There has been a significant decline in the number of students applying for the award.
In 2009-10, 14,692 students applied. That number dropped to 11,389 the following year.
Before 2010, Promise scholars received the full price of tuition at any public university in the state. If a recipient attended a private university, he or she would receive the same amount of tuition charged by the most expensive public school.
To cut back on costs, state officials in 2010 capped the award at $4,750. Students who earned the award before that time still would receive full tuition - this is the final year in which a class of Promise recipients is receiving full tuition - but legislators hoped the costs would go down once all of those students graduated.
The average cost of tuition for an in-state student at a public university in West Virginia currently is $5,459. There is $47.5 million budgeted for the Promise scholarship this year.
Higher education officials have repeatedly warned that more tuition increases could be on the horizon if state funding is cut. In a letter Hill sent to state budget officials earlier this fall, he said the Promise scholarship also could be negatively affected by the cuts.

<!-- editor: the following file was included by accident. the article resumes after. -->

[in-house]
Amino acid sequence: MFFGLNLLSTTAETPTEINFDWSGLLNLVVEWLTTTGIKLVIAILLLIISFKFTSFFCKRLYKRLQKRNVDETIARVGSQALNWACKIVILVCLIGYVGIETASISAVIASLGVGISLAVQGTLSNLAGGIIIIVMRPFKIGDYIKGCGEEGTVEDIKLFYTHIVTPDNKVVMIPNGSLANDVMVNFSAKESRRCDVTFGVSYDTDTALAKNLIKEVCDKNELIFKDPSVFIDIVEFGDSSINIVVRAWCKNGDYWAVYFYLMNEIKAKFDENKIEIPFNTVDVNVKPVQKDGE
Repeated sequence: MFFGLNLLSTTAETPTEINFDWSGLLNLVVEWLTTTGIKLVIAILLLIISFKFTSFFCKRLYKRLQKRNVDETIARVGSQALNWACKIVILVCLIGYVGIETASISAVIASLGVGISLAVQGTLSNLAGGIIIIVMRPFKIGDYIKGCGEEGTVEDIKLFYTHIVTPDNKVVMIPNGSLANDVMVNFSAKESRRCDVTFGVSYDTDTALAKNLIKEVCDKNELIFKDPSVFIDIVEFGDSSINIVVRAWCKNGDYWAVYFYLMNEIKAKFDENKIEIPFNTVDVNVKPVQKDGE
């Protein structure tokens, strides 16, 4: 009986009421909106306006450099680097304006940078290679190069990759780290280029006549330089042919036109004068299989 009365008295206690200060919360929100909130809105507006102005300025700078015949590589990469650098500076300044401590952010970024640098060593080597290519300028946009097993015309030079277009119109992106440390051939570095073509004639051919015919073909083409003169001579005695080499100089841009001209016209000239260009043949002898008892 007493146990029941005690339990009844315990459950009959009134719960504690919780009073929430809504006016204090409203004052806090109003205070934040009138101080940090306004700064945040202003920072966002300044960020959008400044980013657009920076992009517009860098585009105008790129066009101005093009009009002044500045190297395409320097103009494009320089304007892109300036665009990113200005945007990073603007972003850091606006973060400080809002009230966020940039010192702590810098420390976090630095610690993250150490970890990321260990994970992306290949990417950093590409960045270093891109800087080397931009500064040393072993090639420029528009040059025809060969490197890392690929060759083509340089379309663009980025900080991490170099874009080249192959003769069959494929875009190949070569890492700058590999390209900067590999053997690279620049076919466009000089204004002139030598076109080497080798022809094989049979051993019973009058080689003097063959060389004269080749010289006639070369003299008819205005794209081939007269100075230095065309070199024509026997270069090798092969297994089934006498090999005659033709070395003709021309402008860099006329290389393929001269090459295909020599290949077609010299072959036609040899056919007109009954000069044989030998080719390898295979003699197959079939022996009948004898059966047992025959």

The governor's office has asked state agencies to cut their budgets for next year by 7.5 percent. Nothing is set in stone, but if that cut were to be finalized, that could mean a tuition increase of about 5 percent at every public institution in the state, Hill said in October.
In his letter to budget officials, Hill said budget cuts might mean less money for Promise. The award amount is set in code, but commission officials have said they believe they could change academic requirements if a funding shortfall was anticipated.
In his letter to budget officials, Hill also said cuts
could force consideration of legislation that would make students planning to attend a private college or university ineligible.
Hill and commission representatives have repeatedly said no cuts or changes to the program are planned at this time.